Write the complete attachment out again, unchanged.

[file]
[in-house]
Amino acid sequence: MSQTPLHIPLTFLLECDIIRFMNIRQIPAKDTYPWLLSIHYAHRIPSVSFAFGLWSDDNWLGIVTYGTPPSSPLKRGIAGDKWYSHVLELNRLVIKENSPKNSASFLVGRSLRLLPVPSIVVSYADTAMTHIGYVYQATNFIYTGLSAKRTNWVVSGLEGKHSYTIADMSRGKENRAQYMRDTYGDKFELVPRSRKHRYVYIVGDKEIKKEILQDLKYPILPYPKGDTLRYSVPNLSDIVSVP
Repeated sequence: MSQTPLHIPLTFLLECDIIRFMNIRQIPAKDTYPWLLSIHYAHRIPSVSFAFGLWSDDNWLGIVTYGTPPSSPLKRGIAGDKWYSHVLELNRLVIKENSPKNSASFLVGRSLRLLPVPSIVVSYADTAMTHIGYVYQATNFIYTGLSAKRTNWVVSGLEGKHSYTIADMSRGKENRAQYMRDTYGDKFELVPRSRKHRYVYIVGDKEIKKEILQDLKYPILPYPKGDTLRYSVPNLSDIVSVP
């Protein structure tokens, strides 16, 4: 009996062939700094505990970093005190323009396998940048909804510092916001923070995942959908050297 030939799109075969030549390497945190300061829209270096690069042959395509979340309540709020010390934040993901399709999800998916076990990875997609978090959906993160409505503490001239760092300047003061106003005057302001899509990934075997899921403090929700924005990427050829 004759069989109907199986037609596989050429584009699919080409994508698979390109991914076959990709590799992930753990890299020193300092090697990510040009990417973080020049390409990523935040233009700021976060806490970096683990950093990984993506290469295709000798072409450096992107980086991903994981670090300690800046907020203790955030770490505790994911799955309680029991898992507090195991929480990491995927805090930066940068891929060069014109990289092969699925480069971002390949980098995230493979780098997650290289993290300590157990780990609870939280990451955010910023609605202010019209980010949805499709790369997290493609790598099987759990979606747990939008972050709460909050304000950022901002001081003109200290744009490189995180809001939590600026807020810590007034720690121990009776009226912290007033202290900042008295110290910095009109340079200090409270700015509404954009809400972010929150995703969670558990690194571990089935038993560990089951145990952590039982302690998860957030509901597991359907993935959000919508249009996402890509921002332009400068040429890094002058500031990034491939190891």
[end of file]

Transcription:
[in-house]
Amino acid sequence: MSQTPLHIPLTFLLECDIIRFMNIRQIPAKDTYPWLLSIHYAHRIPSVSFAFGLWSDDNWLGIVTYGTPPSSPLKRGIAGDKWYSHVLELNRLVIKENSPKNSASFLVGRSLRLLPVPSIVVSYADTAMTHIGYVYQATNFIYTGLSAKRTNWVVSGLEGKHSYTIADMSRGKENRAQYMRDTYGDKFELVPRSRKHRYVYIVGDKEIKKEILQDLKYPILPYPKGDTLRYSVPNLSDIVSVP
Repeated sequence: MSQTPLHIPLTFLLECDIIRFMNIRQIPAKDTYPWLLSIHYAHRIPSVSFAFGLWSDDNWLGIVTYGTPPSSPLKRGIAGDKWYSHVLELNRLVIKENSPKNSASFLVGRSLRLLPVPSIVVSYADTAMTHIGYVYQATNFIYTGLSAKRTNWVVSGLEGKHSYTIADMSRGKENRAQYMRDTYGDKFELVPRSRKHRYVYIVGDKEIKKEILQDLKYPILPYPKGDTLRYSVPNLSDIVSVP
């Protein structure tokens, strides 16, 4: 009996062939700094505990970093005190323009396998940048909804510092916001923070995942959908050297 030939799109075969030549390497945190300061829209270096690069042959395509979340309540709020010390934040993901399709999800998916076990990875997609978090959906993160409505503490001239760092300047003061106003005057302001899509990934075997899921403090929700924005990427050829 004759069989109907199986037609596989050429584009699919080409994508698979390109991914076959990709590799992930753990890299020193300092090697990510040009990417973080020049390409990523935040233009700021976060806490970096683990950093990984993506290469295709000798072409450096992107980086991903994981670090300690800046907020203790955030770490505790994911799955309680029991898992507090195991929480990491995927805090930066940068891929060069014109990289092969699925480069971002390949980098995230493979780098997650290289993290300590157990780990609870939280990451955010910023609605202010019209980010949805499709790369997290493609790598099987759990979606747990939008972050709460909050304000950022901002001081003109200290744009490189995180809001939590600026807020810590007034720690121990009776009226912290007033202290900042008295110290910095009109340079200090409270700015509404954009809400972010929150995703969670558990690194571990089935038993560990089951145990952590039982302690998860957030509901597991359907993935959000919508249009996402890509921002332009400068040429890094002058500031990034491939190891």